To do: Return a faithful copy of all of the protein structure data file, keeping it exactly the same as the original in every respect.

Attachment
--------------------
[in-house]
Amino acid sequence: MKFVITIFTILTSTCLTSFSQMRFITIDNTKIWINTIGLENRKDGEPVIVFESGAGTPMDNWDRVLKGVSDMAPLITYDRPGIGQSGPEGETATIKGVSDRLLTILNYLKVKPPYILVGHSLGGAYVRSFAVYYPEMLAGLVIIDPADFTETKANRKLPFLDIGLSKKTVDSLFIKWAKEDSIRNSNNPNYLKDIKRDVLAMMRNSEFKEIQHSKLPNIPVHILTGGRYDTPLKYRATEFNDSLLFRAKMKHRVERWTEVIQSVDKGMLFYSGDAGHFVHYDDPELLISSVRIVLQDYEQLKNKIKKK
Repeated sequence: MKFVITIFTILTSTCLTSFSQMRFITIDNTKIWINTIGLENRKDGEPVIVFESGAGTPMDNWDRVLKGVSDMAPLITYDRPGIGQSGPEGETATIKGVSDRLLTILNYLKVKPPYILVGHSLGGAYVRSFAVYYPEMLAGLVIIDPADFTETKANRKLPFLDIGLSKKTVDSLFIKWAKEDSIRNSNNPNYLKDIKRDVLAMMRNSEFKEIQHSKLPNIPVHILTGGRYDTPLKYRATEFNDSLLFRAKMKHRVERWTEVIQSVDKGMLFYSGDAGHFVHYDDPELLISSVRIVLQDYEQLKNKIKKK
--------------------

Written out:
[in-house]
Amino acid sequence: MKFVITIFTILTSTCLTSFSQMRFITIDNTKIWINTIGLENRKDGEPVIVFESGAGTPMDNWDRVLKGVSDMAPLITYDRPGIGQSGPEGETATIKGVSDRLLTILNYLKVKPPYILVGHSLGGAYVRSFAVYYPEMLAGLVIIDPADFTETKANRKLPFLDIGLSKKTVDSLFIKWAKEDSIRNSNNPNYLKDIKRDVLAMMRNSEFKEIQHSKLPNIPVHILTGGRYDTPLKYRATEFNDSLLFRAKMKHRVERWTEVIQSVDKGMLFYSGDAGHFVHYDDPELLISSVRIVLQDYEQLKNKIKKK
Repeated sequence: MKFVITIFTILTSTCLTSFSQMRFITIDNTKIWINTIGLENRKDGEPVIVFESGAGTPMDNWDRVLKGVSDMAPLITYDRPGIGQSGPEGETATIKGVSDRLLTILNYLKVKPPYILVGHSLGGAYVRSFAVYYPEMLAGLVIIDPADFTETKANRKLPFLDIGLSKKTVDSLFIKWAKEDSIRNSNNPNYLKDIKRDVLAMMRNSEFKEIQHSKLPNIPVHILTGGRYDTPLKYRATEFNDSLLFRAKMKHRVERWTEVIQSVDKGMLFYSGDAGHFVHYDDPELLISSVRIVLQDYEQLKNKIKKK